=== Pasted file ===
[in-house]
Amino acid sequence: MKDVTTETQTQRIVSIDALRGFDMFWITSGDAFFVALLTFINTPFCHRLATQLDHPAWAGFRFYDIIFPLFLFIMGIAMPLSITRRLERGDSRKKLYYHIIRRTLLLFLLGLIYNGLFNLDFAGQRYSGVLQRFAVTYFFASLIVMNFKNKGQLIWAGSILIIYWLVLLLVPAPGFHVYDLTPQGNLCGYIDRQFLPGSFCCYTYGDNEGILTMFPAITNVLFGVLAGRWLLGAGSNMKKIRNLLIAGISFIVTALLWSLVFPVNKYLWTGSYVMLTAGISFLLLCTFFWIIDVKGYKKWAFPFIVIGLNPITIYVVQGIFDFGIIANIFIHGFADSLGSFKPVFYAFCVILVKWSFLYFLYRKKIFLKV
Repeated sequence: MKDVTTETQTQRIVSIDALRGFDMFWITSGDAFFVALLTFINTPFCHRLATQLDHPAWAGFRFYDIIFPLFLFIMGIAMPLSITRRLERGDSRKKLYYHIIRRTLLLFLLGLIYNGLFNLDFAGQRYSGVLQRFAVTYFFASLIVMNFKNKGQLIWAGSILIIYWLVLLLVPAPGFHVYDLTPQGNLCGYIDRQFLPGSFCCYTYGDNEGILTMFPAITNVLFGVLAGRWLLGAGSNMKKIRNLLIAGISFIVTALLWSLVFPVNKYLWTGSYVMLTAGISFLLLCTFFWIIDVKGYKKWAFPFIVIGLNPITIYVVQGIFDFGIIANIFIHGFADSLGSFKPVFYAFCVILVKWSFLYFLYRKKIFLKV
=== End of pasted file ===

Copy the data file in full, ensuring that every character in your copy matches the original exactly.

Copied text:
[in-house]
Amino acid sequence: MKDVTTETQTQRIVSIDALRGFDMFWITSGDAFFVALLTFINTPFCHRLATQLDHPAWAGFRFYDIIFPLFLFIMGIAMPLSITRRLERGDSRKKLYYHIIRRTLLLFLLGLIYNGLFNLDFAGQRYSGVLQRFAVTYFFASLIVMNFKNKGQLIWAGSILIIYWLVLLLVPAPGFHVYDLTPQGNLCGYIDRQFLPGSFCCYTYGDNEGILTMFPAITNVLFGVLAGRWLLGAGSNMKKIRNLLIAGISFIVTALLWSLVFPVNKYLWTGSYVMLTAGISFLLLCTFFWIIDVKGYKKWAFPFIVIGLNPITIYVVQGIFDFGIIANIFIHGFADSLGSFKPVFYAFCVILVKWSFLYFLYRKKIFLKV
Repeated sequence: MKDVTTETQTQRIVSIDALRGFDMFWITSGDAFFVALLTFINTPFCHRLATQLDHPAWAGFRFYDIIFPLFLFIMGIAMPLSITRRLERGDSRKKLYYHIIRRTLLLFLLGLIYNGLFNLDFAGQRYSGVLQRFAVTYFFASLIVMNFKNKGQLIWAGSILIIYWLVLLLVPAPGFHVYDLTPQGNLCGYIDRQFLPGSFCCYTYGDNEGILTMFPAITNVLFGVLAGRWLLGAGSNMKKIRNLLIAGISFIVTALLWSLVFPVNKYLWTGSYVMLTAGISFLLLCTFFWIIDVKGYKKWAFPFIVIGLNPITIYVVQGIFDFGIIANIFIHGFADSLGSFKPVFYAFCVILVKWSFLYFLYRKKIFLKV